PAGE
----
Letters of Anne Frank’s Father Uncovered. By Margot Adler. National Public Radio. National Public Radio, 14 Feb. 2007. Web. 28 Mar. 2013. <http://www.npr.org/templates/story/story.php?storyId=7400998&gt;. The article and short radio broadcast called Letters of Anne Frank’s Father Uncovered by Margot Adler is a short article accompanied by a short broadcast talking about letters found recently showing Otto Frank’s attempts to get the entire Frank family out of Holland, and safely to the U.S. It discusses how he failed to act upon his options soon enough, leading to the families need to go into hiding in the secret annex. The connections he had with Mr. Nathan Straus, the son of an owner of Macy’s department stores in the United States was not enough to get the four of them out while they still had the chance. It gives readers familiar with Anne’s story insight into why exactly it was that the Frank family did not get out holland early on, and avoid having to go into hiding at all. It seems that all of Otto’s attempts failed due to lack of funds, and the odds leaning against him and his family.
Knowing about the existence of these letters gives one a more well rounded view, and understanding of the Frank families suffering during the years of 1941 to 1944, when they first made attempts to migrate, and then sought refuge from the Nazis. Like Anne’s Diary, the first hand account that is displayed in his letters to Mr. Nathan Straus illustrates the struggle of Jews during this time, not knowing when it was too late to find safety, struggling to stay alive, fight capture. A bitter struggle that only documents such as letters, diaries, and first hand accounts can truly encompass to a modern individual.

Merriam-Webster. “Diary.” Merriam-Webster. Ed. Merriam-Webster. © 2013 Merriam-Webster, Incorporated, n.d. Web. 23 Apr. 2013. <http://www.merriam-webster.com/dictionary/diary?show=0&t=1366850068&gt;.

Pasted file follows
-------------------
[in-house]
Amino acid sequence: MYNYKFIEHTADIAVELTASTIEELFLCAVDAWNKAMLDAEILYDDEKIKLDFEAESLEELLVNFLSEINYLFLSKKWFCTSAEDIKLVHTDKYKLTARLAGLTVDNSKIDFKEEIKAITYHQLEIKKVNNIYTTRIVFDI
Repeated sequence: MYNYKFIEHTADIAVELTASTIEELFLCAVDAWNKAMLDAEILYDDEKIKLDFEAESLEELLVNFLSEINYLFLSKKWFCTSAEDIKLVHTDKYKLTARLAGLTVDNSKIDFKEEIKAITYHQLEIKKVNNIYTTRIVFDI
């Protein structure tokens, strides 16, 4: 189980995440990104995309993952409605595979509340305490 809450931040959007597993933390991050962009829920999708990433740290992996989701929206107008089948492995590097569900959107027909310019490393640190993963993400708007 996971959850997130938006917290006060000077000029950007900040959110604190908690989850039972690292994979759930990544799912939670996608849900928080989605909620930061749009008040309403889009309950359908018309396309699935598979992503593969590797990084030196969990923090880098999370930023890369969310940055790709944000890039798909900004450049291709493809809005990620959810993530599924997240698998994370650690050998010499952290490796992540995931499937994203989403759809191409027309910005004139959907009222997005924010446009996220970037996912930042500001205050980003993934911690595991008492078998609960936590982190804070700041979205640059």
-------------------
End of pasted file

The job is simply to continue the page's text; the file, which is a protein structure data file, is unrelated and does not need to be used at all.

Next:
Prose, Francine. Anne Frank: The Book, The Life, The Afterlife. N.p.: Harper, 2009. Print. The novel Anne Frank: The Book, The Life, The Afterlife by Francine Prose is a new, and crucial source for the article i am writing. She, like i believes strongly in the fact that Anne was a person gifted with literary ability, rather than just a young girl writing about her life, uncensored and without thought. Anne chose each word with purpose, she knew that her diaries were something that was going to become crucial to history one day, and she did not want anyone to assume she was not a “true” writer. Prose’s book is full of information supporting this claim, and is crucial in the correcting many peoples misconception of who Anne was as a writer, and person.
This is one of the most crucial sources that will be incorporated into my essay. Francine Prose has many opinions that support, and enhance ones that will be incorporated into my final work.

Roth, Phillip. The Ghost Writer. New York: Farrar, Straus and Giroux, 1979. Print.

Uglow, Jennifer S. “Frank, Anne.” The Palgrave Macmillan Dictionary of Women’s Biography. N.p.: n.p., 2005. N. pag. Credo Reference. Web. 23 Apr. 2013. <http://www.credoreference.com/entry/macdwb/frank_anne&gt;. “Jewish martyr.”

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One Response to Research Position Paper – Samantha Kovnat

  1. davidbdale says:

    Lots of admiration for you, Sammy. After all I’ve said to this point, I don’t think I will burden you with more of my own language. Congratulations on a job well done.